RALEIGH – It was more like an oil-industry conference. And a cheesy one at that.
The “listening session” that the U.S. Interior Department sponsored a couple of weeks ago on President Trump’s proposal to open virtually the entire U.S. coastline to oil and natural gas drilling featured placards that informed us what oil is and why it’s important to the country. No warnings about spills, no pictures of burning rigs or oil-coated cormorants. A handful of smiling government experts politely answered questions and directed people to laptops if they wanted to submit comments. A sign warned that all such comments should be based on facts, not emotions.
It all was terribly boring, not very informative and ultimately not worth the drive. I got the impression that’s the way they wanted it.
I drove away from the North Raleigh Hilton on that cold, wet afternoon with one, dreary conclusion: The fix is in.
Understand that we shouldn’t even be talking about this right now. The federal government two years ago approved a five-year, offshore leasing plan that ends in 2022. Widespread opposition along the East Coast forced Interior, which manages drilling leases three or more miles from shore, to exclude the Atlantic Ocean in its approved plan.
But Trump signed an unprecedented executive order in April to reopen that plan to allow leasing “to the maximum extent permitted by law.” That means just about everywhere, including off the N.C. coast.
The first step in the process outlined in federal law is to accept public comments on the environmental review that the law also requires. Thus, the “listening sessions.”
I had gone to Raleigh as Swansboro’s mayor pro temp to submit into the official federal record the resolution the town passed last year opposing offshore drilling. But no one there could take it. They pointed me to the computers. One smiling, young Interior official informed me that I would have to travel to Washington if I wanted to hand deliver it.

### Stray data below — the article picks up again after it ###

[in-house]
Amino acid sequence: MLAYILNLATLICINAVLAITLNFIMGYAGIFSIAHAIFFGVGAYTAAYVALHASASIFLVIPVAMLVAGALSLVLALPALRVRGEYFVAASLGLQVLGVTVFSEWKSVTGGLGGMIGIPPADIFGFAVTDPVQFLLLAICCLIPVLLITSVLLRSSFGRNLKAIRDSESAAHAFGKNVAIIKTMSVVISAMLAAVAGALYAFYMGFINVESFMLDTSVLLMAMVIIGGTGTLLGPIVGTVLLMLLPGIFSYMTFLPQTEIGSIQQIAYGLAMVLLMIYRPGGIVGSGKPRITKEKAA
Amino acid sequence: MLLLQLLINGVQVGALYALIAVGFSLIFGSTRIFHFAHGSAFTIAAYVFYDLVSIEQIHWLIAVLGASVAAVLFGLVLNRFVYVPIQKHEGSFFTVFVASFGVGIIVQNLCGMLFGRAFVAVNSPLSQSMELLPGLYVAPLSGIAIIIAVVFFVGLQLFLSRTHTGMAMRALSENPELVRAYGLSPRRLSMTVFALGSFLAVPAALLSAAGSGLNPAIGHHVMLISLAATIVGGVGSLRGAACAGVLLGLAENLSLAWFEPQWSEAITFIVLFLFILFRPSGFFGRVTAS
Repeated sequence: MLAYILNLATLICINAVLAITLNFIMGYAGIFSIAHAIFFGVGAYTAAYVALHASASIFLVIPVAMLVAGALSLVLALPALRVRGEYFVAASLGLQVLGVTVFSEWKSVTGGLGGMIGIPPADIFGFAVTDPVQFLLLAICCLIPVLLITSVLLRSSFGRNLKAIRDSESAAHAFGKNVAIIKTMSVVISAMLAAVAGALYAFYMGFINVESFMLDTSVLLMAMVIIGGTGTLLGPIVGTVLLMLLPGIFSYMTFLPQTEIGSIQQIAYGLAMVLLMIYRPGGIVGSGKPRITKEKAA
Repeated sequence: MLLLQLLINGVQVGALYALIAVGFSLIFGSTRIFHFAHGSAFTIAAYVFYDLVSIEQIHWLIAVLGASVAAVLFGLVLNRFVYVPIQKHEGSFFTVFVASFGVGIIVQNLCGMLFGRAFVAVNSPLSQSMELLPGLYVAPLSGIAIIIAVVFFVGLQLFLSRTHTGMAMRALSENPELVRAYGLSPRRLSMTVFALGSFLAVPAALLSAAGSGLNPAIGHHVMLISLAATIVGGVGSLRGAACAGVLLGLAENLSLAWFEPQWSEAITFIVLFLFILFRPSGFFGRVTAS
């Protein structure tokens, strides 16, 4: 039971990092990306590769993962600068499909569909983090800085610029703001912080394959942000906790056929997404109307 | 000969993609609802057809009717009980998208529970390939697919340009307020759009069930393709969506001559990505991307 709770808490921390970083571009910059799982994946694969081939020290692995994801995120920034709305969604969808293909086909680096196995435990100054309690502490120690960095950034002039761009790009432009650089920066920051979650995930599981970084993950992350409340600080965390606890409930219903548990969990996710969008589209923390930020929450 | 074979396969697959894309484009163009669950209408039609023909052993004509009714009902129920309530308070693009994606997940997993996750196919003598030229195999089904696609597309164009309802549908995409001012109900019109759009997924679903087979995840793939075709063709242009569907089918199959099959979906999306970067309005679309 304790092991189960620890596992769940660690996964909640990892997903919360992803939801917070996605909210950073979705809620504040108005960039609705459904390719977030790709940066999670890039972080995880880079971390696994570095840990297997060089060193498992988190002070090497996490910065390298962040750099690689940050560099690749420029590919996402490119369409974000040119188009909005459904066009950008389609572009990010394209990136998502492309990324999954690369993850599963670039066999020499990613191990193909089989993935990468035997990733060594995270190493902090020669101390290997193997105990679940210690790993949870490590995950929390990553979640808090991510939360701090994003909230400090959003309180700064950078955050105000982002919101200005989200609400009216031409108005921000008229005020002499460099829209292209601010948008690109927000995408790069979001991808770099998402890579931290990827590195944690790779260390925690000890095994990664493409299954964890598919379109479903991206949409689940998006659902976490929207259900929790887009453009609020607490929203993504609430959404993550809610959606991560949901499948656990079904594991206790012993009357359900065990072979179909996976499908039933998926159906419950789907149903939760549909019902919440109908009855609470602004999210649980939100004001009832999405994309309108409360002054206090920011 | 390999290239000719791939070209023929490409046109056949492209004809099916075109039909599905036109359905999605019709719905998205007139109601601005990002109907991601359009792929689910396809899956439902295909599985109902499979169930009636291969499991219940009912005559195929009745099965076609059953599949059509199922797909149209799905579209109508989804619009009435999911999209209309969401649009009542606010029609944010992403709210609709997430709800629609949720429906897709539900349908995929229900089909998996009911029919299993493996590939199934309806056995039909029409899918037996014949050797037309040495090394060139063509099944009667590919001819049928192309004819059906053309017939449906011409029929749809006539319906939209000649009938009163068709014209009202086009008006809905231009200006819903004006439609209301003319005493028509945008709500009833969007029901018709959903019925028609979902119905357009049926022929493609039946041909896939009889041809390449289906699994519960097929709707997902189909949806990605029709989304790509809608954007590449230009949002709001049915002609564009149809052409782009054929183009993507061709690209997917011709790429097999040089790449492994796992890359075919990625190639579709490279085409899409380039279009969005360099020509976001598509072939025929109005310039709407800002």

In the past, I would have joined hundreds of people in a packed meeting room. We would have all been given an opportunity to step to a microphone and say our piece before a federal hearing officer and, yes, hand over anything we wanted. All our documents and comments would have become part of the official record. Back then, the meetings were called hearings and they would last hours. They could be loud and, yes, sometimes, rude. Like democracy, they could be messy.
Clearly, that’s not what the Interior Department wanted when it scheduled these listening sessions in 23 capital cities in coastal states across the country. As in those other places, hundreds of drilling opponents showed up in Raleigh, but the session’s format discouraged any official outbursts of boisterousness. So, as in those other places, opponents repaired to the opposite end of the hotel to hold a loud, rousing rally decorated by signs and banners and punctuated by invective. But all out of range of Interior officials.
The department avoided holding these sessions in coastal locations where residents are most at risk and where emotions are the highest. That’s also by design. When it last collected comments on the environmental assessment two years ago, Interior held four meetings in North Carolina, including three here on the coast. While they were similar in format to these “listening sessions,” those meetings were less scripted, manned by more officials and included information on environmental and social risks and alternative energies.
But why replicate that effort and spend the money if the decision has already been made? Unlike the last time, it’s hard to believe that what’s going on now is a honest attempt to gauge public sentiment or to assess risks. Forgive me for refusing to believe that this president, who has eliminated protection for public lands, turned the Environmental Protection Agency into a shill for industry and cut regulations, cares about sea turtles, fishing grounds, migrating whales or oil-covered beaches. Forgive me for failing to trust that this Interior secretary who has proposed opening public lands to drilling and mining and who, along with deputies, has met 180 times with oil-industry executives will protecti our natural resources?
To reach any other conclusion that this environmental assessment will determine that drilling is good for us is laughable. So is thinking that what they’re doing now is anything more than merely going through the motions of meeting legal requirements.
While I expect Interior to race through the study, don’t expect to see rigs appear off our coast any time soon. The many irregularities in Interior’s process guarantees legal challenges. And no oilman who must answer to shareholders will attempt to drill in a virgin territory like the Atlantic with oil selling below $50 a barrel and when a glut of natural gas has those prices at historic lows.